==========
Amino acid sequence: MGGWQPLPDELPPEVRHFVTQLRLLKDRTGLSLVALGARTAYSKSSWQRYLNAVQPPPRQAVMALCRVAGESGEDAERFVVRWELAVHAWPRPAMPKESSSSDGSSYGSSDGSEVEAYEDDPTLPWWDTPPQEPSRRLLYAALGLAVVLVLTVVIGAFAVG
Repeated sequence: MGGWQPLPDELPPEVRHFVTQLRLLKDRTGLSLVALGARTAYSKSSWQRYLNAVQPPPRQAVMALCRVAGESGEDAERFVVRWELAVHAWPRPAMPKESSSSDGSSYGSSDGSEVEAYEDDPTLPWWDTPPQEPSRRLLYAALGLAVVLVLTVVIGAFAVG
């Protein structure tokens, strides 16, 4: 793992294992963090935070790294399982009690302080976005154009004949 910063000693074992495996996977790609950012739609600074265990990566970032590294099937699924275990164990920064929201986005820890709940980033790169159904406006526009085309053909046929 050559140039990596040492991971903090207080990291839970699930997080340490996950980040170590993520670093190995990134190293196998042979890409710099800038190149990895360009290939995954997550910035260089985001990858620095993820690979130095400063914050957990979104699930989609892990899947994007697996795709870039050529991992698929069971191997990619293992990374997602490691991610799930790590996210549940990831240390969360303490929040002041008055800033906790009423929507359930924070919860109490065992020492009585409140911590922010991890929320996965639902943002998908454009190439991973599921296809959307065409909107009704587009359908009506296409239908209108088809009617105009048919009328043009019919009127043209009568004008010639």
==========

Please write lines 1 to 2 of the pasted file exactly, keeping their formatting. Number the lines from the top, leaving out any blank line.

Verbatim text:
Amino acid sequence: MGGWQPLPDELPPEVRHFVTQLRLLKDRTGLSLVALGARTAYSKSSWQRYLNAVQPPPRQAVMALCRVAGESGEDAERFVVRWELAVHAWPRPAMPKESSSSDGSSYGSSDGSEVEAYEDDPTLPWWDTPPQEPSRRLLYAALGLAVVLVLTVVIGAFAVG
Repeated sequence: MGGWQPLPDELPPEVRHFVTQLRLLKDRTGLSLVALGARTAYSKSSWQRYLNAVQPPPRQAVMALCRVAGESGEDAERFVVRWELAVHAWPRPAMPKESSSSDGSSYGSSDGSEVEAYEDDPTLPWWDTPPQEPSRRLLYAALGLAVVLVLTVVIGAFAVG